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‘Overworked, understaffed and underfunded’ maternity units often have to shut their doors

Maternity units are repeatedly suffering temporarily closures as a result of “overworked, understaffed and underfunded” services, made worse by an acute lack of midwives and increases in demand.

A survey of senior midwives by the Royal College of Midwives (RCM) found that over two-fifths of units had to shut their doors temporarily during the last year, because they “couldn’t cope with the demand”. Although units cannot be named, some saw upwards of 30 closures in just one year due to an inability to cope with demands and bed shortages.

And the overwhelming majority of midwives surveyed (almost 92%) said their unit was dealing with more complex cases than before, while more than a quarter of heads of midwifery services (HoMS) said they “simply did not have enough midwives”.

The royal college reiterated that the shortage of midwives in England “remains critical” with a current shortfall of 2,600 full-time staff.

Other issues highlighted in the survey included disagreements on how maternity services are valued by boards, increasing pressures in the role and a growing amount of on-call community staff being called in to cover the labour and delivery suites.

RCM’s chief executive, Cathy Warwick, said: “Our maternity services are overworked, understaffed and underfunded and struggling to meet the demands being placed on them. This is deeply worrying for the quality of care women are receiving, and the safety of services.

“Midwives and MSWs are too often keeping services afloat by working long hours, doing unpaid overtime and missing breaks. This is not a situation that leads to safe and high quality care for women and babies.

“All of this shows a system that is creaking at the seams and only able to deliver high quality care through the efforts and dedication of its staff. When services are operating at or beyond their capacity, safety is compromised and mistakes can, and almost certainly will be made, through no fault of the dedicated staff delivering the service.”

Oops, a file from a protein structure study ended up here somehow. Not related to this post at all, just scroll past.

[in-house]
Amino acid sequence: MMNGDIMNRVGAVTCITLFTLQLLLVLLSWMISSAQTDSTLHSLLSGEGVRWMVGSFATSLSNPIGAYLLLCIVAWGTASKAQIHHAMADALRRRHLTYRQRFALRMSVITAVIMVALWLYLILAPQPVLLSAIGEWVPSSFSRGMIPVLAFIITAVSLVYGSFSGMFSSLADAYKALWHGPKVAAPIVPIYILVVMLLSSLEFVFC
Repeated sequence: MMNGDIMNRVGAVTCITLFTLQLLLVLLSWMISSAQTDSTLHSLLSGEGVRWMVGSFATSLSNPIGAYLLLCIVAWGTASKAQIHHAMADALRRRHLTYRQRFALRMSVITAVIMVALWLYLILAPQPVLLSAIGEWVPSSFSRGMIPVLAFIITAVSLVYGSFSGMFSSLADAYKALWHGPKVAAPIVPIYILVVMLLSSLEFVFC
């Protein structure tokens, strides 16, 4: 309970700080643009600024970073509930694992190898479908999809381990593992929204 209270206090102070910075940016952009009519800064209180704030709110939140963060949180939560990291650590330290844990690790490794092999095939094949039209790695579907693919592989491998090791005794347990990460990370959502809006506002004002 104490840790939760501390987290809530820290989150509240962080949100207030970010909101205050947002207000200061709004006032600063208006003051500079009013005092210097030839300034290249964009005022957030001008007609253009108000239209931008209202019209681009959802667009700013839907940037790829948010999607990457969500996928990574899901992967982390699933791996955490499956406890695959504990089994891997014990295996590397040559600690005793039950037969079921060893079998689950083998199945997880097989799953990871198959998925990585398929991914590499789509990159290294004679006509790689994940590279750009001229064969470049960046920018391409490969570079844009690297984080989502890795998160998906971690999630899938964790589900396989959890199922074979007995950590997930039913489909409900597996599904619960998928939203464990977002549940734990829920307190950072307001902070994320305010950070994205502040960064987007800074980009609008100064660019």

Warwick blamed the government for this crisis, saying they are “letting down women, babies and their families, as well as staff they purport to value”.

“This is simply not acceptable,” she continued.

The survey forms part of the RCM’s submission to the NHS Pay Review Body 2015.

Dr Clare McKenzie, vice president for education at the Royal College of Obstetricians and Gynaecologists, said the results were “extremely worrying” and warned that stretched maternity services affect the quality and safety of care, as well as “restricts the choices available to women”.

“On the whole, the UK is a safe place for women to give birth, but pressure on maternity services is growing, placing stress on doctors, midwives, managers and patients,” she said.

But a spokeswoman for the Department of Health said that the government is “determined to make sure every mother and baby gets the highest quality of care no matter where they live”.

She continued: “We’ve invested in 1,900 more midwives and 3,600 more health visitors since 2010 and NHS England has commissioned a major independent review of maternity services for women and babies across the country.”

Yet Heidi Alexander MP, shadow health secretary, said maternity units are “all too often understaffed and unable to respond to rising demand”, resulting in some having to shut their doors.

“David Cameron promised to recruit 3,000 more midwives but has failed to do so. If mums are to feel comfortable with midwives they know and trust, this staffing issue must be addressed,” she said.

(Top image c. David Jones/PA Wire)


Peggy Woodward   03/03/2017 at 09:27

And the government's response is to cut more funding in a the guise of 'efficiency' and 'streamlining'. A few years ago I regularly worked about 50 hrs a week but got paid for 37 & 1/2. If I said I was doing unpaid overtime I was told there was no money and that I should 'manage my hours better'. So, for the sake of my patients I put in the extra hours. And because I passionately believed in trying to give the best NHS care possible. I didn't have time to read up about the background picture until the last few years and learn to my horror that the government agenda is to destroy the NHS.

Dr J   05/04/2017 at 15:56

I trained as a midwife and gp many years ago and, I have noticed when making a pay claim for midwifes, they are for gotten about and have been treated like a silent doctor, whilst not just delivering babies, is their job they have to some times investigate cases of child sex abuse, the dangers to expectant mothers, and the unborn child. mental health, along with domestic violence. they are investigators as well. I think some times the midwifes case is not put across very well, and they get put away in the cuboard, and only put on the occasional display. isn't it about time they were more recongized.

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